I can count the number of professional world-travelers I know on one hand. In what can only be described as an “unfair move” by the universe: most of us humans don’t get to claim “professional globe trotter” as a career. However, there is, in fact, an up-side to that; “world-traveler” can mean different things to different people. Some are privileged enough to go on trips throughout their lifetime—but this is not a luxury affordable to all. Here at YRH, we are *firmly* in the camp that one can claim “world-traveler” status with a simple love of different cultures, different people, different languages, different foods… you get it. At the moment, we’re relegated to our homes (regardless of our typical ability to travel), so not matter our backgrounds, I think we could all use some at-home practices for world travelers that we can enact in our every-day lives.
Take these aspects—all things we typically *only* do when we travel—and incorporate them into your schedule. Remember: you’re a globe trotter, no matter your abilities, no matter your passport stamps, no matter the day, no matter the place.
Adjust to Your Own Time Zone
Perhaps one of the most difficult at-home practices for world travelers; get into a daily routine. It can be difficult to shift your body to adhere to a different time zone when you travel, but it can be equally difficult to start/end your day when you aren’t consistent with your schedule. It’s important to wake up (and get to sleep!) around the same time every. single. day. Yes, that also means weekends!
We recommend the multi-alarm system to ease into your routine. Personally, I have three alarms that wake me up in the morning: each go off 5-15 minutes apart—6:00am, 6:05am, and 6:20am. The first stirs me just enough to come out of deep sleep, the second has me “thinking thoughts” and not just dreaming, while the last allows me to bat my eyelashes and sit up in bed. The five minutes between the first and second alarms is important; I tend to fall back into deep sleep quickly, so entering into that “half-awake” state is important. Additionally, I have two alarms set for the end of my day: 9:15pm (start to wrap things up) and 9:45pm (get into bed and turn off the lights) which allow me to wind down, implement my skincare routine, do some meditation, and get *real* sleepy. Try it for yourself!
Plan One Adventure Per Day
When we’re on vacation, we tend to connect with our feelings in a whole new way. Waking up in a new town, a new state, a new country can really change our perspective, but it can also give us a sense of urgency to see everything as fast as we can. After all, we have *limited* time in this new place; it’s time to get out of bed and see it! At home, our sense of urgency shifts to our work schedule—it’s still a go-go-go mentality, but we’re at about 1/4th as excited. Smart travelers are able to plan around one major site/excursion per day; let’s bring that ideology into our daily lives!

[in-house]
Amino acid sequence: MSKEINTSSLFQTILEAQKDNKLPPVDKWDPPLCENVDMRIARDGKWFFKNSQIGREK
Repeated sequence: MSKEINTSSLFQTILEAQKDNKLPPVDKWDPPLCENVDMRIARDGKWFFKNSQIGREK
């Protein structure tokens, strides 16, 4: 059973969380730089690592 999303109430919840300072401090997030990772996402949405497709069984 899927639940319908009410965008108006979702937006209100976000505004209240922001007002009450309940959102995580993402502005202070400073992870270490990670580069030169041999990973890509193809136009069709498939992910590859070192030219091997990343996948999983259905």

Make it a point to plan one fun thing per day (if that turns into multiple fun things, so be it!). While you may not be putting “walk the Great Wall of China” on your average itinerary, it’s a great opportunity to give yourself something to look forward to daily. Weekends can hold day trips, concerts, picnics, etc., (when possible) while week days are reserved for special meals, an episode of a new TV show, reaching out to a friend, and beyond.
Truly Experience Your Meals
New foods in new places are so exciting—we often spend half the meal talking to our travel companions about the new flavors, the interesting textures, and the unfamiliar presentations. When was the last time you were *THAT thrilled* to dig into the sandwich you eat most days for lunch? While we don’t all have the option to eat something entirely new every day, we absolutely have the power to enjoy our food!
Close the laptop, put down the phone, close your eyes, and take a few bites. Take a minute to make up a description for your food, as if you were trying to explain the experience to a friend. This is a great practice for those trying to control their portion sizes, but it’s also a lovely way to feel connected to your meal—even if you’re grabbing a bite of your kid’s uneaten mac and cheese.
Enjoy the Company
There’s just *something* about sharing a big trip with a friend/family member/significant other. In fact, many relationship experts (along with us at YRH) advise couples to take a vacation with their partner before engagement, as the stress of travel (and how one handles it) often says a lot about a person. But why wait for your trip?
Whoever you’re sharing your life with—parents, children, significant others, friends, family members—are your travel partners. Include your globe-trotting companions on your daily adventures, tag along on theirs, take the time to tell that person how much they mean to you. It’s cliché, but it’s true; life is a journey. Don’t take your travel buddies for granted.
Pause to Take in the View
Speaking of cliché! Everything can easily seem slow right now—this stay-at-home lifestyle can trick us into believing we’re not going fast enough. We try to busy ourselves with projects and home-improvement endeavors just to *force* that “I’m busy” mindset. Even now, it’s so very important to slow down, breathe, and take stock of our surroundings. While we don’t (necessarily) have to gaze out our windows, we can take a bit of time to move around the house, look at what we have, and feel grateful. Send some light and love to your neighborhood, to your town, to your county, to your state. Mentally acknowledge that you are loved and supported. Maybe give yourself a hug… whatever floats your boat, you master traveler you!